American Political Divide Enters Social Media

American Political Divide Enters Social Media

Political partisanship can be found in every part of society. What you say, or even what you do not say, is ripe for political criticism these days. It is no surprise then that social media, where a majority of the world devotes multiple hours each day, would be impacted, too.

America’s competing political ideologies have been debated on smart phones and computers for years. But now, the high-profile spat between President Donald Trump and Twitter may accelerate a future where social media apps are as numerous as ideological differences. There is some irony, or at least painful coincidences, that the social media platform that has largely defined the current president is now attempting to censor him.

The president has fired back at Twitter, offering a head-scratching executive order targeting Section 230 of the Communications Decency Act. Section 230 is often referred to as the foundation of the modern-day internet and social media. PRI recently talked about Section 230 in a June podcast on data privacy.

Many readers have probably heard of Parler, largely the biggest benefactor of the feud between the president and Twitter and general pushback from many conservatives against social media.

Parler claims to have more than one million users. This is a drop in the bucket compared to Twitter’s 330 million active users and 500 million daily tweets, according to Omnicore. For reference, the president’s Twitter account has 82.8 million followers. Whatever your thoughts on Parler, it is one of the many niche social media apps “coming to market” at the right time, especially since the major social media platforms are largely viewed with such disdain.

Social media and the technology companies that run mobile platforms have largely lost the argument that they are a public good that brings the world together. Distrust in big tech has been documented for years.

The latest survey from the Verge, a technology news site, about sentiment toward social media technology companies and search engine provides, or “big tech,” found most Americans are skeptical of the companies. 72 percent say Facebook has too much power, 56 percent say the government should break up tech companies if they control too much of the economy, and that 51 percent say Google and YouTube should be split.

Our views of social media differ by channel. Twitter coincidentally had the highest unfavorable numbers – at 39 percent – and scored the second-lowest trust for getting information at 43 percent. Facebook was the lowest in this category at 41 percent. Meanwhile, Google and Amazon regularly had the highest favorability and approval numbers.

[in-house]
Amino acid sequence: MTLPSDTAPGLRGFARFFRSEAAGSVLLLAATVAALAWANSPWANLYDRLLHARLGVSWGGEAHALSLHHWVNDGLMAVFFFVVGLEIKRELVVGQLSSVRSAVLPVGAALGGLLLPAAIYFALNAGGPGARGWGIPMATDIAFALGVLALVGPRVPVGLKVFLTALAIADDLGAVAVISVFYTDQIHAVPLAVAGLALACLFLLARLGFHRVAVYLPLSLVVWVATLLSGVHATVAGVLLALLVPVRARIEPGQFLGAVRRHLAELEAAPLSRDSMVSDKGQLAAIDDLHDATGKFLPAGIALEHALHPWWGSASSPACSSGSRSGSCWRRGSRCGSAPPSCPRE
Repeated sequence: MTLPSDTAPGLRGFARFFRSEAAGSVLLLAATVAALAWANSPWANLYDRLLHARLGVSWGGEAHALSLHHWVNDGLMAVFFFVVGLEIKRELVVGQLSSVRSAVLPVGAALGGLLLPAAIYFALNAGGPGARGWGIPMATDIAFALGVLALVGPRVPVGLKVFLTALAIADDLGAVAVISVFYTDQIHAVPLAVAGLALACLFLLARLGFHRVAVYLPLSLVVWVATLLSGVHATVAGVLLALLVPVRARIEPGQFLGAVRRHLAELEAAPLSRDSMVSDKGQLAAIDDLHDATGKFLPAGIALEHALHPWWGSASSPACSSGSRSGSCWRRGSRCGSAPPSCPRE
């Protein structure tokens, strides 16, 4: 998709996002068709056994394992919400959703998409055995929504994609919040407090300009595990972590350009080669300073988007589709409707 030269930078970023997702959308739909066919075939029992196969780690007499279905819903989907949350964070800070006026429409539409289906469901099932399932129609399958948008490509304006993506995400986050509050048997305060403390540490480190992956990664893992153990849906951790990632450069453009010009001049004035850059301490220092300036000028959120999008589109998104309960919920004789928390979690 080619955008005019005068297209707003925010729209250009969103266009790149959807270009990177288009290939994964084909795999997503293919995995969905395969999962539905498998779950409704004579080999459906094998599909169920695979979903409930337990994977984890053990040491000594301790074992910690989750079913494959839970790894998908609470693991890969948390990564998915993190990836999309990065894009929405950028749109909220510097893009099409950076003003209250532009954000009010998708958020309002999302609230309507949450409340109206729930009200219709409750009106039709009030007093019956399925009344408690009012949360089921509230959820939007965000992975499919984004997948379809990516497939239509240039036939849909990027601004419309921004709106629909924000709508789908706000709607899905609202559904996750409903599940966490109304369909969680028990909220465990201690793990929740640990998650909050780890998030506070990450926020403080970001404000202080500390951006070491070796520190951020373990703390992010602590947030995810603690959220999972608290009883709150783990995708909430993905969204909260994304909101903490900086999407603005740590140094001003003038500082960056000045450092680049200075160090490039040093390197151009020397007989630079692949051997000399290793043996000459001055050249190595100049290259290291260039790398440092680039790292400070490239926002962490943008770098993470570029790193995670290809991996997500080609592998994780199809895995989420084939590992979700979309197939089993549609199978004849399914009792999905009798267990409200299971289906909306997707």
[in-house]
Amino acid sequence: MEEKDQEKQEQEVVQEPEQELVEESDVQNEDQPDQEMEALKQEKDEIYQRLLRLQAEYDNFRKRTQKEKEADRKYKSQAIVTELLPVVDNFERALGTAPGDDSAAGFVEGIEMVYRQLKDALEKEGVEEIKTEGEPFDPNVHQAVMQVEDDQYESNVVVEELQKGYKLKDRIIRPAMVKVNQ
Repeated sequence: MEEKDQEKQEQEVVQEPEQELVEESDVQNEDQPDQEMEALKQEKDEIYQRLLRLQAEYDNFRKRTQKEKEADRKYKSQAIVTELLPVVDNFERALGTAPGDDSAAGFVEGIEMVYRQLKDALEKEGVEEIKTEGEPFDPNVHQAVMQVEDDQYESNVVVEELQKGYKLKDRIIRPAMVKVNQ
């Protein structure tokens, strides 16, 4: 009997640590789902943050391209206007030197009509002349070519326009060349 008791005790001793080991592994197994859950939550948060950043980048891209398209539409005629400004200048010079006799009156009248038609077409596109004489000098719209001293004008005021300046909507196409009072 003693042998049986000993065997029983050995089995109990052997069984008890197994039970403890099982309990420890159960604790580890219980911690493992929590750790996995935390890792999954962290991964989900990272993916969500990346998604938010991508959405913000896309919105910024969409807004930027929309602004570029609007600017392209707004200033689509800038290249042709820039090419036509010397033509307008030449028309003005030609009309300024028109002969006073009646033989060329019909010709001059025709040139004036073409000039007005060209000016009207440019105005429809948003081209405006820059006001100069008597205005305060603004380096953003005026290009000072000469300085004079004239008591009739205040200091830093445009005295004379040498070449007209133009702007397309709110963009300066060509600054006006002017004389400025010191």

And we cannot write about social media without throwing in Facebook’s well-documented security and data privacy issues.

Unfortunately, social media is largely being turned inside out. What was once championed as a force for connectivity is feeding the American political partisan-industry complex.

It could also lead to greater national security threats.

TikTok, owned by China’s ByteDance, has rather quietly grown its user base in 2020. Chatr recently reported that TikTok was downloaded 315 million times in the first quarter of 2020. That is the most downloads of any app in any quarter, ever.

I wrote about TikTok’s run in with the Committee on Foreign Investment in the United States last fall. The committee, which helps monitor foreign investment in the United States, acts as a watchdog over foreign financial investments, mergers and acquisitions, and investment in American companies to ensure there are no threats to national security.

With the political sparring between Twitter, and regular questions about Facebook’s security, it is obvious that TikTok took advantage of the situation, exacerbated by the COVID-19 crisis.

Is it possible that TikTok, an app where you make brief “music videos” is a threat to national security? It’s unclear. But the rapid growth of foreign-owned technology company, one that could be required to hand over any data to the Chinese government because of its domestic national security laws, is something to keep an eye on.

Social media is probably entering a new phase where, instead of going on commonly used apps to post a picture or status, we could focus our attention on platforms that fit our worldview. Big tech will always have command people’s attention, but I think you will start seeing social media apps geared toward different ideologies, not just the mainstream.

Evan Harris is the media relations and outreach manager for PRI.

Nothing contained in this blog is to be construed as necessarily reflecting the views of the Pacific Research Institute or as an attempt to thwart or aid the passage of any legislation.